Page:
Mr Ram, a functionally illiterate Indian national with poor English speaking skills, has been awarded nearly $200,000 after the Federal Circuit Court [FCC] in Ram v D&D Indian Fine Food Pty Ltd & Anor  FCCA 389 found he had been trafficked from India and forced to work in "conditions akin to slavery".
Through a mutual acquaintance, Mr Ram was approached by Mr Trivedi, the director of the Mand's Indian restaurant, to work in Australia as a cook at Mr Trivedi's restaurant. Mr Ram, who lived in very modest circumstances in India, and who had a wife and two children to provide for, accepted the offer of employment. Subsequently Mr Ram was brought to Australia on a 457 skilled worker visa.
Upon Mr Ram's arrival in Australia, Mr Trivedi took possession of his passport and informed him that he could not leave the country unless he repaid the $7,000 cost of bringing him to Australia.
Mr Ram was effectively held as a slave, working 12 hours a day seven days a week, living, eating, working and sleeping in the kitchen of the restaurant. He was not paid for his work and only had one day off in 16 months.
Mr Ram, with the help of a fellow employee, finally managed to escape and alert the Australian Federal Police [AFP]. The AFP charged Mr Trivedi with human trafficking offences to which Mr Trivedi pleaded guilty. Following the criminal charges, Mr Ram filed a claim in the FCC.
Mr Ram claimed his employers breached the Industrial Relations Act 1996 (NSW) and the Restaurants, etc, Employees (State) Award (Award) resulting in underpayment of wages.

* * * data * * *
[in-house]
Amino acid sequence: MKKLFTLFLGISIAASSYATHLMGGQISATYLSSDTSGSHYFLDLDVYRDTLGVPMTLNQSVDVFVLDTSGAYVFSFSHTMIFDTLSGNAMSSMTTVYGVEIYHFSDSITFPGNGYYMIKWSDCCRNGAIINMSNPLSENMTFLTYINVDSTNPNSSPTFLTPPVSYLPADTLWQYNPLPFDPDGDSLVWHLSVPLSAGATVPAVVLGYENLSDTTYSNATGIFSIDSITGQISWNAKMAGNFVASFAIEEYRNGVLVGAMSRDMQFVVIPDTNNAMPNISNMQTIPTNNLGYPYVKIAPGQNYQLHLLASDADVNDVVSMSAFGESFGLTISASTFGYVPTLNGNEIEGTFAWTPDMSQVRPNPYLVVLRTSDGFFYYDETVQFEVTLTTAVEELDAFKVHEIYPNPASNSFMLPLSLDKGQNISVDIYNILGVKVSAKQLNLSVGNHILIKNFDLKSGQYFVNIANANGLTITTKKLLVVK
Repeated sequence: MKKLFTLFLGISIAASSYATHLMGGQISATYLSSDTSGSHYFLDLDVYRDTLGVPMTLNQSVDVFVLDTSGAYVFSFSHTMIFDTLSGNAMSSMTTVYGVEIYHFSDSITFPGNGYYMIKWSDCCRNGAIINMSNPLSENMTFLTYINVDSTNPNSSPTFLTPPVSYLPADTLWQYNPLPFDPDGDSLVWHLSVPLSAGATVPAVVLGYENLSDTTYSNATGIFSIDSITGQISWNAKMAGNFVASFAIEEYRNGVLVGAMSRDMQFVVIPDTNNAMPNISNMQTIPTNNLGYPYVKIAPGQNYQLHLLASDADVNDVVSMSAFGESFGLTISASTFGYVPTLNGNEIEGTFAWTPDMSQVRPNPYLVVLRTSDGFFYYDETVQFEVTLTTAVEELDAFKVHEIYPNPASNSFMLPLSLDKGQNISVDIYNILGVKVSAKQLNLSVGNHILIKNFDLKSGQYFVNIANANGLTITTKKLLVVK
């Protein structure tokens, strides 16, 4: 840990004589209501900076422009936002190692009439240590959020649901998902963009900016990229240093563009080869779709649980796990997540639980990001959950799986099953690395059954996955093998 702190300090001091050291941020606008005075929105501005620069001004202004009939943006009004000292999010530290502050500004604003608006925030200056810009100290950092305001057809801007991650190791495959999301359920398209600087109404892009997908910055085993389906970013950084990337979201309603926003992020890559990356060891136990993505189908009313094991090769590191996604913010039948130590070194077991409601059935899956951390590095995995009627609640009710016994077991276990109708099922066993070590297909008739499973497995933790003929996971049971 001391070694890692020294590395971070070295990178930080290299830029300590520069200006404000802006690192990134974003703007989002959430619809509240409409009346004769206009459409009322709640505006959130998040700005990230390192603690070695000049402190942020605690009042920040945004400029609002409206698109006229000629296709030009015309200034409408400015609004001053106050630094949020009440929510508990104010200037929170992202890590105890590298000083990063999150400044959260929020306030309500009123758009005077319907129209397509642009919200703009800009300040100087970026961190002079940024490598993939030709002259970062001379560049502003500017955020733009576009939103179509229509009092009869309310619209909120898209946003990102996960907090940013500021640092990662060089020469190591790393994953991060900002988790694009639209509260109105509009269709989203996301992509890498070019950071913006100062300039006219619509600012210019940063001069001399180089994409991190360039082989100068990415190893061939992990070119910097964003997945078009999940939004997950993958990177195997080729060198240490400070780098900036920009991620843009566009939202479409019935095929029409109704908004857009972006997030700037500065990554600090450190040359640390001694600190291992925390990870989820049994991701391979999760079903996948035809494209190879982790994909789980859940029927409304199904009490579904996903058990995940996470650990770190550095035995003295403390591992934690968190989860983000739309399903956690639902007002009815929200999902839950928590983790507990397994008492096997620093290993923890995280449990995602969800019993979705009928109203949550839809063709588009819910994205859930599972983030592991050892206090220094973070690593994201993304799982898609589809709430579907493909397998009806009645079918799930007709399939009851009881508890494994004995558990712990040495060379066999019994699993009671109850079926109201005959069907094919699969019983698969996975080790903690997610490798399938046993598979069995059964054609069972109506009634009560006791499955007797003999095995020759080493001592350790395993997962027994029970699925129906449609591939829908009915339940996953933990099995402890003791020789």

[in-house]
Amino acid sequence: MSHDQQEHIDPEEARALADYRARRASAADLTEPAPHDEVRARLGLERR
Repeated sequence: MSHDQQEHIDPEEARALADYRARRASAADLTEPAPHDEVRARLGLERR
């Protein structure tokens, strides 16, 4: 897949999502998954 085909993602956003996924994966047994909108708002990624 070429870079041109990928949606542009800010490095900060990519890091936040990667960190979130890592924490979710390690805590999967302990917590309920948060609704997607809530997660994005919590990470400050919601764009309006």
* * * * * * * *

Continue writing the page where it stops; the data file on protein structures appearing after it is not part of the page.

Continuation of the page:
Mr Trivedi claimed Mr Ram fabricated his evidence as a means of gaining permanent residency in Australia.
The Court found the employers "built a façade upon sham documents, to deceive the Department of Immigration and the ATO and attempted to deceive this Court, in an effort to create the illusion that there was an employment arrangement in accordance with Australian law."
The Court found that there had been "a grotesque abuse of the 457 visa programme [and that the] obvious purpose of Mr Ram being trafficked to Australia under the visa programme was for his exploitation in breach of Australian law."
The Court held that Mr Ram was covered by the Restaurants Employees (State) Award and that the employers breached this award and the contract of employment in relation to ordinary hours of work, overtime, Saturdays and Sundays, public holidays and annual leave loading.
The Court ordered Mr Trivedi and his restaurant pay Mr Ram $125,431.22 in underpayments plus $57,408.97 in interest.
While this is a most extreme case it does highlight the fact employers need to be aware of, and comply with, relevant award rates and conditions or risk significant monetary penalties being imposed against them.
To read the case in full click here.